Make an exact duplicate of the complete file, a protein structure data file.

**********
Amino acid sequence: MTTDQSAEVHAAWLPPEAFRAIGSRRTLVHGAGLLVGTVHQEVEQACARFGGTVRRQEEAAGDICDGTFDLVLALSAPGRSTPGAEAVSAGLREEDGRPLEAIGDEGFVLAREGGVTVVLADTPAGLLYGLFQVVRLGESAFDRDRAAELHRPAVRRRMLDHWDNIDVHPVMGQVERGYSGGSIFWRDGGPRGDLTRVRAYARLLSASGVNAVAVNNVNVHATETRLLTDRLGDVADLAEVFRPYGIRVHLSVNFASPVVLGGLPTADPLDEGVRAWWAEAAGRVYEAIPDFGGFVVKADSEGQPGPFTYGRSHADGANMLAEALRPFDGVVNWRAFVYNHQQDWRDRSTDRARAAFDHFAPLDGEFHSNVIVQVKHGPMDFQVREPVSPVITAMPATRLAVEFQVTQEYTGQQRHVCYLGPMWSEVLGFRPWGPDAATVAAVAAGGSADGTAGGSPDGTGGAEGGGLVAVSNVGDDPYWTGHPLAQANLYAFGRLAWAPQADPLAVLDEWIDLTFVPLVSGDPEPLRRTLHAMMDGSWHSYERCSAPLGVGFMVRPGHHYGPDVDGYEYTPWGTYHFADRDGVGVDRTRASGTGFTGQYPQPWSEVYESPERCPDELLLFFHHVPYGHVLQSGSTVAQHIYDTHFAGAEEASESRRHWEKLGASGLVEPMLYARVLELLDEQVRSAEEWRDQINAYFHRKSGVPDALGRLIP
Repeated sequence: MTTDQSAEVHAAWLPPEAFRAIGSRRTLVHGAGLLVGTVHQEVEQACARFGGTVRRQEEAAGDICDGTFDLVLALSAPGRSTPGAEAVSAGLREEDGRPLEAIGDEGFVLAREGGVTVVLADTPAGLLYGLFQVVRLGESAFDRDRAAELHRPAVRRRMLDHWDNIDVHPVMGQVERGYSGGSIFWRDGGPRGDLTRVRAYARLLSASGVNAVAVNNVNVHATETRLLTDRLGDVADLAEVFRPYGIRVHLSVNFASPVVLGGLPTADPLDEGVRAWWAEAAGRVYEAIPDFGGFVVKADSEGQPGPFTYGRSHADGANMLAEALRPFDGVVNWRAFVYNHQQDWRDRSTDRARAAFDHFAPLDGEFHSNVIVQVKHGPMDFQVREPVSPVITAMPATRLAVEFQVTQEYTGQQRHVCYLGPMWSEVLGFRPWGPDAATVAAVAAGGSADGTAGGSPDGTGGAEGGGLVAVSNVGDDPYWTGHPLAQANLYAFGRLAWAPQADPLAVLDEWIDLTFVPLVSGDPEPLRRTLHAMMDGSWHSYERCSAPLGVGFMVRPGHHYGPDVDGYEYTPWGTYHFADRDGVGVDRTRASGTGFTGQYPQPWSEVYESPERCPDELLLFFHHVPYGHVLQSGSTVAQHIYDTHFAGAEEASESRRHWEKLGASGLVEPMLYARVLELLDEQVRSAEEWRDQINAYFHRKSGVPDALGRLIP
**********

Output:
Amino acid sequence: MTTDQSAEVHAAWLPPEAFRAIGSRRTLVHGAGLLVGTVHQEVEQACARFGGTVRRQEEAAGDICDGTFDLVLALSAPGRSTPGAEAVSAGLREEDGRPLEAIGDEGFVLAREGGVTVVLADTPAGLLYGLFQVVRLGESAFDRDRAAELHRPAVRRRMLDHWDNIDVHPVMGQVERGYSGGSIFWRDGGPRGDLTRVRAYARLLSASGVNAVAVNNVNVHATETRLLTDRLGDVADLAEVFRPYGIRVHLSVNFASPVVLGGLPTADPLDEGVRAWWAEAAGRVYEAIPDFGGFVVKADSEGQPGPFTYGRSHADGANMLAEALRPFDGVVNWRAFVYNHQQDWRDRSTDRARAAFDHFAPLDGEFHSNVIVQVKHGPMDFQVREPVSPVITAMPATRLAVEFQVTQEYTGQQRHVCYLGPMWSEVLGFRPWGPDAATVAAVAAGGSADGTAGGSPDGTGGAEGGGLVAVSNVGDDPYWTGHPLAQANLYAFGRLAWAPQADPLAVLDEWIDLTFVPLVSGDPEPLRRTLHAMMDGSWHSYERCSAPLGVGFMVRPGHHYGPDVDGYEYTPWGTYHFADRDGVGVDRTRASGTGFTGQYPQPWSEVYESPERCPDELLLFFHHVPYGHVLQSGSTVAQHIYDTHFAGAEEASESRRHWEKLGASGLVEPMLYARVLELLDEQVRSAEEWRDQINAYFHRKSGVPDALGRLIP
Repeated sequence: MTTDQSAEVHAAWLPPEAFRAIGSRRTLVHGAGLLVGTVHQEVEQACARFGGTVRRQEEAAGDICDGTFDLVLALSAPGRSTPGAEAVSAGLREEDGRPLEAIGDEGFVLAREGGVTVVLADTPAGLLYGLFQVVRLGESAFDRDRAAELHRPAVRRRMLDHWDNIDVHPVMGQVERGYSGGSIFWRDGGPRGDLTRVRAYARLLSASGVNAVAVNNVNVHATETRLLTDRLGDVADLAEVFRPYGIRVHLSVNFASPVVLGGLPTADPLDEGVRAWWAEAAGRVYEAIPDFGGFVVKADSEGQPGPFTYGRSHADGANMLAEALRPFDGVVNWRAFVYNHQQDWRDRSTDRARAAFDHFAPLDGEFHSNVIVQVKHGPMDFQVREPVSPVITAMPATRLAVEFQVTQEYTGQQRHVCYLGPMWSEVLGFRPWGPDAATVAAVAAGGSADGTAGGSPDGTGGAEGGGLVAVSNVGDDPYWTGHPLAQANLYAFGRLAWAPQADPLAVLDEWIDLTFVPLVSGDPEPLRRTLHAMMDGSWHSYERCSAPLGVGFMVRPGHHYGPDVDGYEYTPWGTYHFADRDGVGVDRTRASGTGFTGQYPQPWSEVYESPERCPDELLLFFHHVPYGHVLQSGSTVAQHIYDTHFAGAEEASESRRHWEKLGASGLVEPMLYARVLELLDEQVRSAEEWRDQINAYFHRKSGVPDALGRLIP